On November 15, Chesapeake Energy closed at $0.7. On November 12, the company made an intraday low of $0.63—the lowest level since March 1999. The bearish outlook for oil and natural gas prices is an important factor behind the downturn.
On November 14, Credit Suisse reduced the target price on the stock by 50% to $0.5. Yesterday, Morgan Stanley reduced the target price on Chesapeake Energy by $1 to $1.25 and downgraded the rating to “equal-weight.”
Natural gas could be in trouble
So far in November, natural gas and WTI crude oil prices have risen 2.1% and 6.5% as of November 15. The rise in HDDs (heating degree days) has helped natural gas prices rise during the ongoing winter season. Today, Reuters’ weather forecast models suggested a fall of between 44.7 HDD and 20.5 HDDs from the previous forecast.
The period for this weather forecast is for the next 15 days. Lower HDDs in the Lower 48 states could drag natural gas prices this week. At 9:18 AM ET today, natural gas prices have lost 3.5%. Weaker natural gas prices might be a concern for Chesapeake Energy. In the last quarter, the company operated with a production mix of 69.2% in natural gas. Lower realized natural gas prices impacted the company’s earnings. To learn more, read Chesapeake Energy Fell after Its Q3 Earnings Results.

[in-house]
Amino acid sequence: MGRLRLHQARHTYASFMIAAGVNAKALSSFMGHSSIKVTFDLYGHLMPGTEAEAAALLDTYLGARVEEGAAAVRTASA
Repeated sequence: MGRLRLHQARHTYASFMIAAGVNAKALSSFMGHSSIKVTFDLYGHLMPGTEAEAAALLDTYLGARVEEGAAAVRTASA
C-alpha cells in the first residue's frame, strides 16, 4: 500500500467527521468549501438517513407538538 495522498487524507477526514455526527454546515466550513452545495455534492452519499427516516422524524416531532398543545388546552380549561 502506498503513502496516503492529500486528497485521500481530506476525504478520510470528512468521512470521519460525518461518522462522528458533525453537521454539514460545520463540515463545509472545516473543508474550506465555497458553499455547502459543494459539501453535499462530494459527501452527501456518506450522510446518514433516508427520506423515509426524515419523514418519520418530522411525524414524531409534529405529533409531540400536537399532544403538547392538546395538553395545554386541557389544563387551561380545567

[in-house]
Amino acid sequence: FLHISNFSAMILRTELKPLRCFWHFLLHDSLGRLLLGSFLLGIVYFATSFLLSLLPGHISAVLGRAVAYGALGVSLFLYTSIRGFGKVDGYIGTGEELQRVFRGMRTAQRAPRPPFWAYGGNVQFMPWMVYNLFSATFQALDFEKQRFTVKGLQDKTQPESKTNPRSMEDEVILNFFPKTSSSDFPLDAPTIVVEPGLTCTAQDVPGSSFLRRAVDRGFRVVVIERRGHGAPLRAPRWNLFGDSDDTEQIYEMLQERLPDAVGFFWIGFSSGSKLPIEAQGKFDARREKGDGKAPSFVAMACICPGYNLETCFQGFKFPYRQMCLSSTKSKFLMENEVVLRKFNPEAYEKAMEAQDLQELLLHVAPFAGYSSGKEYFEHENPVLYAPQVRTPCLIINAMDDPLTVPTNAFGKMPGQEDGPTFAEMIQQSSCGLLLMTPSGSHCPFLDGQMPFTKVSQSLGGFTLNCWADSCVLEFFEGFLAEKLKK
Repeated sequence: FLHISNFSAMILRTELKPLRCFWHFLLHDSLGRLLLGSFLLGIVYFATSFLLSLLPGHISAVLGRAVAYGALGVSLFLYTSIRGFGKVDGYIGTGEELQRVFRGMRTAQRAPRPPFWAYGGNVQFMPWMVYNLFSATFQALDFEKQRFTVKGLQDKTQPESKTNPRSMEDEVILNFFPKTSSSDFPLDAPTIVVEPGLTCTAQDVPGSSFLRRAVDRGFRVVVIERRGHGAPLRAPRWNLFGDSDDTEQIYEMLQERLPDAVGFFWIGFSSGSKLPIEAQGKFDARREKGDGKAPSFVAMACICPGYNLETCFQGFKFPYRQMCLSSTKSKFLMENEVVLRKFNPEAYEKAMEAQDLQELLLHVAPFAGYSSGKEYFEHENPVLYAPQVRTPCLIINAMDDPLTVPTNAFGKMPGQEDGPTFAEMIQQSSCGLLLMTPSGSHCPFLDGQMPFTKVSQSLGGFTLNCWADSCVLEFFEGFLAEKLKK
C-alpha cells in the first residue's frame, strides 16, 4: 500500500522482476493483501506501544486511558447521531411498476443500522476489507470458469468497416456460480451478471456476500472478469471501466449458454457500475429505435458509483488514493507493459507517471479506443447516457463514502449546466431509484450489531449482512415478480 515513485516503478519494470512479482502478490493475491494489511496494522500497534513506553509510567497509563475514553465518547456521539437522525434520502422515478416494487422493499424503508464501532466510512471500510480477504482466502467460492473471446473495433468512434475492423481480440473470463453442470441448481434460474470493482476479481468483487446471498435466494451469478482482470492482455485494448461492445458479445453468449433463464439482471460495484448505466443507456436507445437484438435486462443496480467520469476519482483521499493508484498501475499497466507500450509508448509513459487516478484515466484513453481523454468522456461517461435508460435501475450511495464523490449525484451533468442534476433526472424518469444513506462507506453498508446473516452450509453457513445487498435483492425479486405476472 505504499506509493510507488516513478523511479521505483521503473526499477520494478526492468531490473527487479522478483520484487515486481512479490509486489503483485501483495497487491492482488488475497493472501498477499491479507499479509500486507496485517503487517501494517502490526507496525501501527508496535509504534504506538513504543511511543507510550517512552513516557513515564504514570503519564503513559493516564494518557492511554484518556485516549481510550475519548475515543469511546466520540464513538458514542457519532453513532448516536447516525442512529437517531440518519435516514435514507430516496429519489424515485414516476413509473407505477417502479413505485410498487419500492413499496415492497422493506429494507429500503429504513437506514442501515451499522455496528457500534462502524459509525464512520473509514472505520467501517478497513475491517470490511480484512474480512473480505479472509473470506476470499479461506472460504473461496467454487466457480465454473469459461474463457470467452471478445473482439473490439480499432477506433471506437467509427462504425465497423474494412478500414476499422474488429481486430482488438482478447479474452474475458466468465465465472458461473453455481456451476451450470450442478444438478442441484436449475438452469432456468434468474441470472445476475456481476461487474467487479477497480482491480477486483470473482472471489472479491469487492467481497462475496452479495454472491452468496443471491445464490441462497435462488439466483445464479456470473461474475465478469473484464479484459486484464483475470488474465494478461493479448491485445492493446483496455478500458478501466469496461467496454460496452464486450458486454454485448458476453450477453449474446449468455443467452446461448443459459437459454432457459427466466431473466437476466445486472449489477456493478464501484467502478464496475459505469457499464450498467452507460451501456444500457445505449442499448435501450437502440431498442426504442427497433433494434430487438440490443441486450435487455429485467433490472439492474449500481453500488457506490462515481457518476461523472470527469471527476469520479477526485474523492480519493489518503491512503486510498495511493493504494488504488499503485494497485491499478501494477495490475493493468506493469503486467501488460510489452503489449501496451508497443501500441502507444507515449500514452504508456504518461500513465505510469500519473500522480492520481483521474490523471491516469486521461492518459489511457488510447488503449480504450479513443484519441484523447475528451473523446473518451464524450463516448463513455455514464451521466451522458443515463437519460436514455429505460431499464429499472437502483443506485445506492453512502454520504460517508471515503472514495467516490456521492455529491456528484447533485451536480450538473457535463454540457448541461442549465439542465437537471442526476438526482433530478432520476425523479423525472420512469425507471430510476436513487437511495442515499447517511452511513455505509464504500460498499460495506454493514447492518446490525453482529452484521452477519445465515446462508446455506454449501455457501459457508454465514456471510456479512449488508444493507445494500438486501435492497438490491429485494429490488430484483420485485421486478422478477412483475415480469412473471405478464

After the IEA’s Oil Market Report, oil prices’ bearish sentiments have reduced. Growth in the global oil demand could help oil prices rise more. Early in December, OPEC+ might make a crucial decision on extending the production cut beyond March 2020. Notably, the market expects deeper cuts from member countries. A possible upside in oil is a positive development for Chesapeake Energy. Read Is Chesapeake Energy Destined to Fall More? to learn more.
Chesapeake Energy’s moving averages and price
Last week, Chesapeake Energy’s stock prices were 41.7%, 49.4%, 53.6%, and 66.4% below their 20, 50, 100, and 200-DMAs (day moving averages). Prices with such a large difference below these key moving averages suggest strong bearish sentiments. The 20-DMA at $1.2 is an important resistance zone for natural gas prices going forward.
On November 18–22, the company’s stock prices could close between $0.86 and $0.54 with a confidence level of 68%. The price range is based on the company’s implied volatility of 195.4% on November 15 plus the normal distribution of prices. Chesapeake Energy’s implied volatility was 49% above its 15-day average. The surge in the implied volatility indicates the market’s expectations of a large price movement.
Chesapeake Energy’s short interest
On November 15, Chesapeake Energy’s short interest-to-equity float ratio was 12.5%. During the last week of October, the ratio was at 18.1%. Cabot Oil & Gas (COG) and EQT’s (EQT) short interest-to-equity float ratios were at 6.6% and 6.5%, respectively.
Chesapeake Energy has a relatively high short interest-to-equity float ratio compared to its peers. However, investors should be careful about “short squeeze.” A short squeeze is a condition when asset prices rise rapidly due to a sharp fall in the short interest-to-equity float ratio.